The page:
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* URLs. Part I: Deconstructing web addresses
What can a web address, or URL (Uniform Resource Locator), reveal about an information source? How can the URL help when surfing the web or finding information on a company's website?
A URL is a standardized web address that tells your browser (Microsoft Internet Explorer or one of the others) where to find a specific web resource. For a more detailed definition, see Wikipedia's definition at its URL: http://en.wikipedia.org/wiki/Url.
In the Wikipedia URL above, http:// denotes the protocol. Http is standard for most common web sites. Wikipedia.org is the official domain name of the organization. The entire part between the double slashes and the first single slash, en.wikipedia.org, is the host server name. The remaining part, /wiki/Url, designates the path to the specific page on that host.
URLs often end with the page name itself, such as publications.htm in this URL: http://www.eipertinfo.com/publications.htm. If a URL is typed without any specific page at the end, the browser will be sent to the default page (often index.htm or default.htm) set by the host server. For example, http://www.eipertinfo.com/ leads to the default home page for the site, http://www.eipertinfo.com/default.htm.
Most domain owners add one or more component to the left of the domain name. The conventional addition is www, but is not necessary. Organizations may have several host servers with various names. Two examples are http://www.altavista.com and http://babelfish.altavista.com.
Some domains have a very complex site with multiple hosts. For example, noaa.gov is the domain for NOAA (National Oceanic and Atmospheric Administration), and its main home page address is http://www.noaa.gov. There are, however, many other host names used by noaa.gov. The default home page for the host site of the National Hurricane Center host site is http://www.nhc.noaa.gov/, for the National Marine Fisheries, http://www.nmfs.noaa.gov/, and for the Geophysical Fluid Dynamics Laboratory, http://www.gfdl.noaa.gov/.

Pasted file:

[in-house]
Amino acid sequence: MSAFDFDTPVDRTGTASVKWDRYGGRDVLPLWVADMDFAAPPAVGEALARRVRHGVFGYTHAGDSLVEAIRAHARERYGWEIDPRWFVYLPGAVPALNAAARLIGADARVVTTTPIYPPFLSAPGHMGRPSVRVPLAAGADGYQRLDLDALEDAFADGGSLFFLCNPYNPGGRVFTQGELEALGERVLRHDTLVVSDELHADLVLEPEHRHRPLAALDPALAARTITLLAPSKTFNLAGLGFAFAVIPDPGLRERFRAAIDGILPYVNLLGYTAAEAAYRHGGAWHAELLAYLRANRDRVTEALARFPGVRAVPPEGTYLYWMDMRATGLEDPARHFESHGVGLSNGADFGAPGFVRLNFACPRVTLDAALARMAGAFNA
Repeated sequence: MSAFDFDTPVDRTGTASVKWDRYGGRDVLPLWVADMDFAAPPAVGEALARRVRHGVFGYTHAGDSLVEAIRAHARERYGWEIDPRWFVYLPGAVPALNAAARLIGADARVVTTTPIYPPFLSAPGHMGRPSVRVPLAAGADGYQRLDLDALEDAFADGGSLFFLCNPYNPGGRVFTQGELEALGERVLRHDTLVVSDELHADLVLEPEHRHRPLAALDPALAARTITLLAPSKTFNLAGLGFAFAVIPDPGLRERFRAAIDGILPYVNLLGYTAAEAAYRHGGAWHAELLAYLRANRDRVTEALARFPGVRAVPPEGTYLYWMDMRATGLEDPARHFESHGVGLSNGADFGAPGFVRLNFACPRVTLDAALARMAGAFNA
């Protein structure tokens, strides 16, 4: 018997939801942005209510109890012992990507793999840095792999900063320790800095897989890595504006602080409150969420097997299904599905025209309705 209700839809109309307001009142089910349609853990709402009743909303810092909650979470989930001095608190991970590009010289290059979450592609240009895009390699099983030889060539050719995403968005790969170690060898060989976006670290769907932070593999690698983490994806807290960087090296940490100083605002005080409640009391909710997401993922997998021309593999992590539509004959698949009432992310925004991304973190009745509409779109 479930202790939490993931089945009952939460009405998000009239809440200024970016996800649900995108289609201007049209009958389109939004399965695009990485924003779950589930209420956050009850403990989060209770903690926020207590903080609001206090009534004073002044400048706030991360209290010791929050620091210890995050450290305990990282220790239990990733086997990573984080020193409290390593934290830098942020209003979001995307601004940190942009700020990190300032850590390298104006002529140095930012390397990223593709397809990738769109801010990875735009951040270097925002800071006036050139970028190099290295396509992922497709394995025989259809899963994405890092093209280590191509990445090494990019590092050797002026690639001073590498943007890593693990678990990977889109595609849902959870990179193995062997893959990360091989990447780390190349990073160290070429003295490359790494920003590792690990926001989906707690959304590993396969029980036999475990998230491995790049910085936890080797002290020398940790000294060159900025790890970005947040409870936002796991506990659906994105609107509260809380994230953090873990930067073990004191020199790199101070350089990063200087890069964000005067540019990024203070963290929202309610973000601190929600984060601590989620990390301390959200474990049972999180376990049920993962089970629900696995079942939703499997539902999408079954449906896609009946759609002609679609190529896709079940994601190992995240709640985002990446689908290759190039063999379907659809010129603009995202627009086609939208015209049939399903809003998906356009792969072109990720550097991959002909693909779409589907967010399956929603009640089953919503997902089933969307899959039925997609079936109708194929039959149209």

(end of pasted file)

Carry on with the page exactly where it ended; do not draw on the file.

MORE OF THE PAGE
Modern browsers often allow you to type in less than a full URL (e.g. your browser may insert the http:// for you should you leave it out), and host servers may allow shortcuts (e.g. Wikipedia's host server will give you its home page at http://en.wikipedia.org/wiki/Main_Page when you type only http://wikipedia.org). If in doubt, however, type in the full form of the address provided.
When typing a URL in a browser, put it in the Address bar on the browser, not the Search bar. A common mistake among unsophisticated users is treating the Search bar on the browser as the Address bar. It may take you to where you're going - but in a more roundabout way.
Cultivating the habit of being attentive to URLs can be very useful. If you get to a page by clicking a link, and don't know where you are, the URL of the current page can be found by looking at the address box at the top of the browser. The host name portion of the URL can verify the source of the page, expecially if the page itself has inadequate (or fraudulent) labeling. As an example, the URL of this page, http://www.publicaffairs.noaa.gov/grounders/disasterresponse.html, confirms that this document in on an official NOAA site.
Security is a good reason to check the URL. Looking at the URL of a site makes sure that you're at the correct site before personal information is sent via a form on the page. But make sure that you keep your software up-to-date. Until a recent security update from Microsoft, Internet Explorer contained a vulnerability that could allow an attacker to misrepresent the location of a web page in the browser's address bar.
Sometimes, you may want to see the URL of the target of a link before actually clicking on it. To do this, hold your cursor over the link (until it looks like a pointing finger), and read the status bar at the bottom of the browser. If there is no status bar, you may need to turn on this feature at "View" in the brower menu.
If a page has many links, and you're not sure which if any will be useful to you, this can be a quick way of scanning the links to learn something about the target pages, without actually opening each one. Reading the URL in the status bar will give you an indication of who is hosting the information on the link's target page, for example, and whether it is on the same site or a different site.
Next month: Part II: URL Tips - how your knowledge of the structure of URLs can help when problems arise
*** Contact Sue Eipert (firstname.lastname@example.org) at Eipert Information Services for customized research of proprietary business and sci/tech databases, as well as the Internet, for marketing, R&D, strategic planning or litigation support. ***
Copyright © 2004 Sue Eipert